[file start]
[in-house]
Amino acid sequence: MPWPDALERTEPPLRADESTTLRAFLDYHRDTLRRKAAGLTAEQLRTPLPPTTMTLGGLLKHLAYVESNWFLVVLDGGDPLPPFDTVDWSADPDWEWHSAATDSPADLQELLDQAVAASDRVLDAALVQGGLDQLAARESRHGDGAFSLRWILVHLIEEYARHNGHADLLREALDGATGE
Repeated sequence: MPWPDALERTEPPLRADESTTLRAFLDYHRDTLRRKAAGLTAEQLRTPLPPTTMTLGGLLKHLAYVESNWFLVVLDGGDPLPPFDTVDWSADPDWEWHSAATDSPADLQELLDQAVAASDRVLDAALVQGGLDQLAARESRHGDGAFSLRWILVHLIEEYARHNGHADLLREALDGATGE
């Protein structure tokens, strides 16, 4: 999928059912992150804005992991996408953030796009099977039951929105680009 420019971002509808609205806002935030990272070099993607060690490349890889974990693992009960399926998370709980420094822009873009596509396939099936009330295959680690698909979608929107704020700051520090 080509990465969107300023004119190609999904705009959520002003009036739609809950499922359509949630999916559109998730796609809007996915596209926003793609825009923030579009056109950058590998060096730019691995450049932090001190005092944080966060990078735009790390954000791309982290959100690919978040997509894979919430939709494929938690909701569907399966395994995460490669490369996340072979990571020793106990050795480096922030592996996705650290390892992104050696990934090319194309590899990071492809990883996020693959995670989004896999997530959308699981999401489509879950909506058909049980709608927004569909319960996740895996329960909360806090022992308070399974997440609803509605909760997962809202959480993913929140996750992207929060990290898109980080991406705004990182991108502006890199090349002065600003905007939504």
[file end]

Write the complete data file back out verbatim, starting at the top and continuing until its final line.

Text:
[in-house]
Amino acid sequence: MPWPDALERTEPPLRADESTTLRAFLDYHRDTLRRKAAGLTAEQLRTPLPPTTMTLGGLLKHLAYVESNWFLVVLDGGDPLPPFDTVDWSADPDWEWHSAATDSPADLQELLDQAVAASDRVLDAALVQGGLDQLAARESRHGDGAFSLRWILVHLIEEYARHNGHADLLREALDGATGE
Repeated sequence: MPWPDALERTEPPLRADESTTLRAFLDYHRDTLRRKAAGLTAEQLRTPLPPTTMTLGGLLKHLAYVESNWFLVVLDGGDPLPPFDTVDWSADPDWEWHSAATDSPADLQELLDQAVAASDRVLDAALVQGGLDQLAARESRHGDGAFSLRWILVHLIEEYARHNGHADLLREALDGATGE
């Protein structure tokens, strides 16, 4: 999928059912992150804005992991996408953030796009099977039951929105680009 420019971002509808609205806002935030990272070099993607060690490349890889974990693992009960399926998370709980420094822009873009596509396939099936009330295959680690698909979608929107704020700051520090 080509990465969107300023004119190609999904705009959520002003009036739609809950499922359509949630999916559109998730796609809007996915596209926003793609825009923030579009056109950058590998060096730019691995450049932090001190005092944080966060990078735009790390954000791309982290959100690919978040997509894979919430939709494929938690909701569907399966395994995460490669490369996340072979990571020793106990050795480096922030592996996705650290390892992104050696990934090319194309590899990071492809990883996020693959995670989004896999997530959308699981999401489509879950909506058909049980709608927004569909319960996740895996329960909360806090022992308070399974997440609803509605909760997962809202959480993913929140996750992207929060990290898109980080991406705004990182991108502006890199090349002065600003905007939504």